A Cat and a Dog

Un chat et un chien (“A cat and a dog”)

6. Adjectives

French adjectives must agree in gender and number with the noun they describe. In this table, you’ll find both genders in the format [ Masculine – Feminine ], as they can get quite irregular. If you see only one, it just means that the masculine and feminine forms are identical.

Plurals, on the other hand, are rather predictable and follow the general rules of the French plural.

    → You might want to check out a more detailed article on French adjectives for more grammar info and examples.

bon – bonnegood / right / correct
mauvais – mauvaisebad / wrong / incorrect
facileeasy
difficiledifficult / hard
nouveau – nouvellenew
cher – chèreexpensive
grand – grandelarge / big / tall / great / major
gros – grossebig / fat
petit – petitesmall / little
long – longuelong
court – courteshort
rapidefast / quick
lent – lenteslow
chaud – chaudehot / warm
froid – froidecold
premier – premièrefirst
dernier – dernièrelast / final / latest
mêmesame
autreother
différent – différentedifferent
seul – seuleonly / alone / lonely
meilleur – meilleurebest / better
pireworst
beau – bellehandsome / beautiful
mocheugly
fort – fortestrong / high / important
gentil – gentillenice / kind
fou – follecrazy / mad
content – contenteglad
maladesick / ill
important – importanteimportant
noir – noireblack
blanc – blanchewhite
bleu – bleueblue
rougered
sucré – sucréesweet
salé – saléesalty
délicieux – délicieusedelicious

A Woman Biting into a Tart

Cette tarte est délicieuse ! (“This tart is delicious!”)

7. Adverbs

If you need a reminder on what adverbs are, how they’re formed, and where to place them in a sentence, I would recommend a pit stop at our extensive article on French adverbs.

1 – When

tardlate
tôtearly
bientôtsoon
hieryesterday
aujourd’huitoday
demaintomorrow
avantbefore
aprèsafter

2 – How Often

jamaisnever
troptoo much
souventoften
toujoursalways
peut-êtremaybe
aussias well / too / also

3 – Where

icihere
there
partouteverywhere
dedansinside
dehorsoutside

4 – How

bienwell
malbadly / poorly
vitequickly

5 – How Much

vraimenttruly / really
toutall / everything
riennothing
beaucoupmany / much / a lot
seulementonly
peulittle / few
trèsvery / really
plusmore
moinsless

A Zombie Coming Toward the Camera

Il a très faim ! (“He’s really hungry!”)

8. Le mot de la fin

In this guide, you’ve learned more than 200 of the most useful French words for beginners: pronouns, verbs, nouns, adjectives, and all that jazz. As you keep learning French, you might find it handy to have them all conveniently gathered in one place.

Can you think of any more words you might need to know as you start your language learning journey? Let us know in the comments and we’ll get back to you!

Make sure to explore FrenchPod101.com, as we have plenty of free resources to help you practice your grammar and learn more basic French words and structures. Our vocabulary lists are another great way to learn and review the pronunciation of new words.

Remember that you can also use our Premium PLUS service, MyTeacher, to get personal 1-on-1 coaching with your own private teacher. They can help you practice with beginner words and more. In addition to providing you with assignments, personalized exercises, and recorded audio samples, your teacher will review your work and help improve your pronunciation.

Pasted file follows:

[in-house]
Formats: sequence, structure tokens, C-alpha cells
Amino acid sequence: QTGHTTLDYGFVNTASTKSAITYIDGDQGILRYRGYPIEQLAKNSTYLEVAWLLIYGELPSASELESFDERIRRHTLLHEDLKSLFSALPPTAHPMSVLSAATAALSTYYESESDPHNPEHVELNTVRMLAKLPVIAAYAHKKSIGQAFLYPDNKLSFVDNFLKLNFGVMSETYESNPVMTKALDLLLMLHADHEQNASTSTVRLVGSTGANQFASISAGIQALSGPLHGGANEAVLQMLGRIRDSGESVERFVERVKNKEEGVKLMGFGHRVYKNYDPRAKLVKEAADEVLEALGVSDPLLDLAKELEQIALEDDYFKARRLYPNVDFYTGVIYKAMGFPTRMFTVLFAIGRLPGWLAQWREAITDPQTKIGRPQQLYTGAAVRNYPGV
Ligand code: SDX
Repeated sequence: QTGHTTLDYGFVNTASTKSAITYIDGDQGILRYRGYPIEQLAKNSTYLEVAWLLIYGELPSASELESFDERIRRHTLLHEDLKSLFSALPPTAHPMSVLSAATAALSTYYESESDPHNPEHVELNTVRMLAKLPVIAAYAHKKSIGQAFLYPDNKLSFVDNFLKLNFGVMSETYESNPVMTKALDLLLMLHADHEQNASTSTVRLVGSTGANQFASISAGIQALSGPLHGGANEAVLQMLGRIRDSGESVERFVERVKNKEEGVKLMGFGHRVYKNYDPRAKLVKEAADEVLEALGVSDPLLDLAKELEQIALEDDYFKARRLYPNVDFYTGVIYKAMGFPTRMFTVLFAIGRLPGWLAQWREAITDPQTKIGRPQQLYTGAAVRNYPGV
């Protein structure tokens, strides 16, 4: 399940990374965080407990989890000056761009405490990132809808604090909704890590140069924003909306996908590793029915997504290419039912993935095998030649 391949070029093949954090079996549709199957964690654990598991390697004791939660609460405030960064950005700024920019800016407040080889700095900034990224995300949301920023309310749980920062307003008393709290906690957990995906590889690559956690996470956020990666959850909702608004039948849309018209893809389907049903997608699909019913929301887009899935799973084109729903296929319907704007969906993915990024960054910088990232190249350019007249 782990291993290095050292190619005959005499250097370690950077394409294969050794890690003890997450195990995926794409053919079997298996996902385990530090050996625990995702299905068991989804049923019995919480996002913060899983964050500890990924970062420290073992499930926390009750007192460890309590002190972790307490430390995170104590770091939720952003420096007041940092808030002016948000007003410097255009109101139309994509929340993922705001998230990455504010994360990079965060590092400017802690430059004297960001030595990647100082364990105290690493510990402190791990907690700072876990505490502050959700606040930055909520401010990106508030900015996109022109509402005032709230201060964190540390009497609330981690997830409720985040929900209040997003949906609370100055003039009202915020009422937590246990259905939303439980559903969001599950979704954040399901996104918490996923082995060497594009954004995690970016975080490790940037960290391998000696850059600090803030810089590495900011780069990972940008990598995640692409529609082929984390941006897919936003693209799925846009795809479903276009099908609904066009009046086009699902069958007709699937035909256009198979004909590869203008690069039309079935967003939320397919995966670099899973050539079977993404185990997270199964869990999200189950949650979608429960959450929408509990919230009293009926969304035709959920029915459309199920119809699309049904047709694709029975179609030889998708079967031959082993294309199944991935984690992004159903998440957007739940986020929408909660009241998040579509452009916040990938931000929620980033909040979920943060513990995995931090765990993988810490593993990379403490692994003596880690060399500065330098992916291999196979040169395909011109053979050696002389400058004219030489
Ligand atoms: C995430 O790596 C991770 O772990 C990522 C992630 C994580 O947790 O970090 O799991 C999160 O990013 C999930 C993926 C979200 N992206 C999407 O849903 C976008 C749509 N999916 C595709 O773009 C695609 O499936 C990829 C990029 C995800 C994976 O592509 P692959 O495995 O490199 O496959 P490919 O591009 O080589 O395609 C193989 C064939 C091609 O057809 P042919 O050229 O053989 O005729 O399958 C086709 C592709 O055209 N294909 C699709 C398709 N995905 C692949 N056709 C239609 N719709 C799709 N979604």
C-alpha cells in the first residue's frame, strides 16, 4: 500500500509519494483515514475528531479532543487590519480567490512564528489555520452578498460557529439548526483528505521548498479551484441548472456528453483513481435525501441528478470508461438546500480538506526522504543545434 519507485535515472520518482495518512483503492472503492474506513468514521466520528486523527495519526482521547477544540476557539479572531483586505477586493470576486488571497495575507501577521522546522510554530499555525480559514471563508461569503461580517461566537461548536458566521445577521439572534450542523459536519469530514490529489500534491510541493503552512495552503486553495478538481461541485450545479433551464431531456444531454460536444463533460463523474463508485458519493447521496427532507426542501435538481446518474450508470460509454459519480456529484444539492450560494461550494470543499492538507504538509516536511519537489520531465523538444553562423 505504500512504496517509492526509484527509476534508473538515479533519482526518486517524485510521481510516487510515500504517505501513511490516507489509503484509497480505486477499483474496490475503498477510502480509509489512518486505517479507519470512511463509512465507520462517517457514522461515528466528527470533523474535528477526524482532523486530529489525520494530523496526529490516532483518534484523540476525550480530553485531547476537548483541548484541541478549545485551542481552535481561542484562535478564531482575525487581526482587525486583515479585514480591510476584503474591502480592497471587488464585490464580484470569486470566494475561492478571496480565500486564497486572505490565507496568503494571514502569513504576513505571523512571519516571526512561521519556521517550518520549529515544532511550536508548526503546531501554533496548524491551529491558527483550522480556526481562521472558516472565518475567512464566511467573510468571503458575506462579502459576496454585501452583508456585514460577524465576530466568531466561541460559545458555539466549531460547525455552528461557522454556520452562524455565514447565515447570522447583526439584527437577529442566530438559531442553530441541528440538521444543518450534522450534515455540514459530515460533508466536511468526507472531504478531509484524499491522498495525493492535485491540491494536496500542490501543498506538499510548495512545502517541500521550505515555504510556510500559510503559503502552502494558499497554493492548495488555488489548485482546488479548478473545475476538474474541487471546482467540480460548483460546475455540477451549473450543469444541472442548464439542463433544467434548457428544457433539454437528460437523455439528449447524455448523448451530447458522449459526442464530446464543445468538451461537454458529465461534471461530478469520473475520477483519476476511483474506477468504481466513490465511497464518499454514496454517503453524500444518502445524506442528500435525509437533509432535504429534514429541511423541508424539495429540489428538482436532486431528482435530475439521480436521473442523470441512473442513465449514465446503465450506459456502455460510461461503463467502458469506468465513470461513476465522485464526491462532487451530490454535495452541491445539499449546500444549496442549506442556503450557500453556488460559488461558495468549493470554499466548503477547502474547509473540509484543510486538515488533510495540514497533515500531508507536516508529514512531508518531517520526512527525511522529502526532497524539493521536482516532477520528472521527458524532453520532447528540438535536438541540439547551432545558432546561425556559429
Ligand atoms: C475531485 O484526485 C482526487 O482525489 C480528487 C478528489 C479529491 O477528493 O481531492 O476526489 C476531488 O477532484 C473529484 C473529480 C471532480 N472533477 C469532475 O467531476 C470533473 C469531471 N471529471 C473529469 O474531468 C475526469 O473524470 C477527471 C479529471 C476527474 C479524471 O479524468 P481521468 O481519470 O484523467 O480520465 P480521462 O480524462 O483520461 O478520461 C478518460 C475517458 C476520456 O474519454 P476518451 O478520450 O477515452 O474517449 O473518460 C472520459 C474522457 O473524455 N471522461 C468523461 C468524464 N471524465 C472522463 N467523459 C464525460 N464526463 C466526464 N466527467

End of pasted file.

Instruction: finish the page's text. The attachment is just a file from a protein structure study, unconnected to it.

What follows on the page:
Happy learning on FrenchPod101!

About the Author: Born and bred in rainy Northern France, Cyril Danon was bouncing off various jobs before he left everything behind to wander around the wonders of the world. Now, after quenching his wanderlust for the last few years, he’s eager to share his passion for languages.

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Top 10 French Filler Words: Maximum Frenchness!

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Have you ever started a conversation in a foreign language, believing you could handle it, only to end up puzzled and confused with the abundance of mysterious and seemingly unnecessary sounds that no academic learning could have prepared you for?

Like all languages, real-life spoken French is quite different from what you learn in grammar books. It’s littered with weird “filler words” that easily get in the way when you’re trying to follow a complicated conversation.

French filler words are short and meaningless words or sounds we use to fill the gaps. They can get rather irritating, but on the bright side, mastering these filler words in French will allow you to sound even ‘Frencher’ than locals.

In this article, you’ll learn how to use the most common French filler words and phrases. We’ll also discuss why you should consider using them (within reason). Get your Uh and your Um ready, and let’s dive in.

A Man with a Very Confused and Frustrated Look on His Face

The first time you hear: “Alors, euh…tu vois, quoi.”

Log in to Download Your Free Cheat Sheet - Beginner Vocabulary in French Table of Contents
  1. Why Do We Use Filler Words?
  2. Top 10 French Filler Words
  3. Pros and Cons of Filler Words
  4. Le mot de la fin

1. Why Do We Use Filler Words?

We’ve all met like…that person that…like…uses filler words, like…at least twice per sentence. Are they looking for the right word or thinking about what to say next? And why does it sound so bad when used in excess?